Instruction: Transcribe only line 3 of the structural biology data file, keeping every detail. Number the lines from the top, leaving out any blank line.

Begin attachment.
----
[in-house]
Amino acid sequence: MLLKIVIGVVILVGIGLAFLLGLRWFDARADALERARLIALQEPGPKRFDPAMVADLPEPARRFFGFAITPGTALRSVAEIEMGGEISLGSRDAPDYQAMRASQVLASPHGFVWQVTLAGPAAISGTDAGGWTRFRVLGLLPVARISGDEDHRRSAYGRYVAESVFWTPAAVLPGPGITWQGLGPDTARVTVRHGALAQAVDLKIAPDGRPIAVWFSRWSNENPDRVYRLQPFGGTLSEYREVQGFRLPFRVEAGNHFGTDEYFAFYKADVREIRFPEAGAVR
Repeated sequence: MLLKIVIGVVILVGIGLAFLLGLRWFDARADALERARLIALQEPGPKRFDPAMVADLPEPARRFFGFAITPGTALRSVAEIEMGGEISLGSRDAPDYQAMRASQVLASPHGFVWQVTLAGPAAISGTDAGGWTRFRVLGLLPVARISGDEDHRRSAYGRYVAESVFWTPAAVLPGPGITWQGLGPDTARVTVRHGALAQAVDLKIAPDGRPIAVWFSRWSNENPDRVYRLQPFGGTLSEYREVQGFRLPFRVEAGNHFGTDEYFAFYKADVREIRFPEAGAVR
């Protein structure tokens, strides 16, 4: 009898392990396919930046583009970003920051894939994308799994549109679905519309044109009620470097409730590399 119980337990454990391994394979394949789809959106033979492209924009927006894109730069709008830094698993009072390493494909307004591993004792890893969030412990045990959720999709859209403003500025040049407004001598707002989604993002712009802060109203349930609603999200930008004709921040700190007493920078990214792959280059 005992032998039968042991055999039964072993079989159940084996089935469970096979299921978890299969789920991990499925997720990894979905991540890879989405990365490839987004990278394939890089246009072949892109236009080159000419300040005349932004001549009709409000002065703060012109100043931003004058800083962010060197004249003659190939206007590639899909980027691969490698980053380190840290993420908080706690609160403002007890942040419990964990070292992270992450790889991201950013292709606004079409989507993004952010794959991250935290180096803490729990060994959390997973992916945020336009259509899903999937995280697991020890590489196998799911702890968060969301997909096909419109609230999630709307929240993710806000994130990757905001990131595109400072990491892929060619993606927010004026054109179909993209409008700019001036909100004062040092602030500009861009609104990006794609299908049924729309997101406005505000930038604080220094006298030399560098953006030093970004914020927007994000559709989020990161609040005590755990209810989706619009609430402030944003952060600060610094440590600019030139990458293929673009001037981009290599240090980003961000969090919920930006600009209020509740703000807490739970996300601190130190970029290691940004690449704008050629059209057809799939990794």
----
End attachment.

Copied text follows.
Repeated sequence: MLLKIVIGVVILVGIGLAFLLGLRWFDARADALERARLIALQEPGPKRFDPAMVADLPEPARRFFGFAITPGTALRSVAEIEMGGEISLGSRDAPDYQAMRASQVLASPHGFVWQVTLAGPAAISGTDAGGWTRFRVLGLLPVARISGDEDHRRSAYGRYVAESVFWTPAAVLPGPGITWQGLGPDTARVTVRHGALAQAVDLKIAPDGRPIAVWFSRWSNENPDRVYRLQPFGGTLSEYREVQGFRLPFRVEAGNHFGTDEYFAFYKADVREIRFPEAGAVR